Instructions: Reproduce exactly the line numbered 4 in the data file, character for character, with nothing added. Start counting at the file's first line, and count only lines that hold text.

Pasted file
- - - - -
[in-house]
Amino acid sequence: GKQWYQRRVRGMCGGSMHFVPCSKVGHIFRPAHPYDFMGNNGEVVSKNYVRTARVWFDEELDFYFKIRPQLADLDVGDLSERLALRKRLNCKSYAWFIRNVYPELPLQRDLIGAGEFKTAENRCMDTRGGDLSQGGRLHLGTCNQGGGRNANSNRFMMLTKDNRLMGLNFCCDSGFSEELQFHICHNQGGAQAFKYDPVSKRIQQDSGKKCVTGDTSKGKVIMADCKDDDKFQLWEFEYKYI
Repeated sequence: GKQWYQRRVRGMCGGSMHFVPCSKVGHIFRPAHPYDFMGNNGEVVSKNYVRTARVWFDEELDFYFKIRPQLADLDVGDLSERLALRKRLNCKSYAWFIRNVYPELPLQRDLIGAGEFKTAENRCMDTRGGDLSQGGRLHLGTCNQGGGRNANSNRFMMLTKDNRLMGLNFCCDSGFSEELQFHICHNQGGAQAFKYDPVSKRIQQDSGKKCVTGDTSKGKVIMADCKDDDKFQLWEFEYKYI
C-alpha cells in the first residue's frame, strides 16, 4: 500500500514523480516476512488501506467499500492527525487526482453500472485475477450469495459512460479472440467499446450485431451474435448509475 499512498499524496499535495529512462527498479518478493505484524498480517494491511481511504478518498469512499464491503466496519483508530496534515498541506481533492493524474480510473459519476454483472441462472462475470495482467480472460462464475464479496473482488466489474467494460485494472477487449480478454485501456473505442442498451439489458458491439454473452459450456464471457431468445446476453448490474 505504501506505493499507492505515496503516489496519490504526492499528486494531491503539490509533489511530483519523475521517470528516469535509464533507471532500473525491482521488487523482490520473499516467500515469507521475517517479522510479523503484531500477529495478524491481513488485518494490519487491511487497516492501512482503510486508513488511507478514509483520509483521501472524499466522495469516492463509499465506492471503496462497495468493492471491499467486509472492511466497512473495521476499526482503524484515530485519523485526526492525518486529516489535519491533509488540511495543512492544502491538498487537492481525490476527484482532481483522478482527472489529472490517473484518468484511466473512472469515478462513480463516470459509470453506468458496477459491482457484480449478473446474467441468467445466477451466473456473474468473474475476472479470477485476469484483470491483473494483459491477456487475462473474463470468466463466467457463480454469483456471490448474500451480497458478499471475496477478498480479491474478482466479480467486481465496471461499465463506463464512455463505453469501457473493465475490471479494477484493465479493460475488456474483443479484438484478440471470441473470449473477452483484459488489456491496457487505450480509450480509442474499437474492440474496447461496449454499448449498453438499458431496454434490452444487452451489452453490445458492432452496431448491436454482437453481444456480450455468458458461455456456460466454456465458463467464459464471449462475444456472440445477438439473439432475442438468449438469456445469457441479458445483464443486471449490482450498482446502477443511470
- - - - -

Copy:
C-alpha cells in the first residue's frame, strides 16, 4: 500500500514523480516476512488501506467499500492527525487526482453500472485475477450469495459512460479472440467499446450485431451474435448509475 499512498499524496499535495529512462527498479518478493505484524498480517494491511481511504478518498469512499464491503466496519483508530496534515498541506481533492493524474480510473459519476454483472441462472462475470495482467480472460462464475464479496473482488466489474467494460485494472477487449480478454485501456473505442442498451439489458458491439454473452459450456464471457431468445446476453448490474 505504501506505493499507492505515496503516489496519490504526492499528486494531491503539490509533489511530483519523475521517470528516469535509464533507471532500473525491482521488487523482490520473499516467500515469507521475517517479522510479523503484531500477529495478524491481513488485518494490519487491511487497516492501512482503510486508513488511507478514509483520509483521501472524499466522495469516492463509499465506492471503496462497495468493492471491499467486509472492511466497512473495521476499526482503524484515530485519523485526526492525518486529516489535519491533509488540511495543512492544502491538498487537492481525490476527484482532481483522478482527472489529472490517473484518468484511466473512472469515478462513480463516470459509470453506468458496477459491482457484480449478473446474467441468467445466477451466473456473474468473474475476472479470477485476469484483470491483473494483459491477456487475462473474463470468466463466467457463480454469483456471490448474500451480497458478499471475496477478498480479491474478482466479480467486481465496471461499465463506463464512455463505453469501457473493465475490471479494477484493465479493460475488456474483443479484438484478440471470441473470449473477452483484459488489456491496457487505450480509450480509442474499437474492440474496447461496449454499448449498453438499458431496454434490452444487452451489452453490445458492432452496431448491436454482437453481444456480450455468458458461455456456460466454456465458463467464459464471449462475444456472440445477438439473439432475442438468449438469456445469457441479458445483464443486471449490482450498482446502477443511470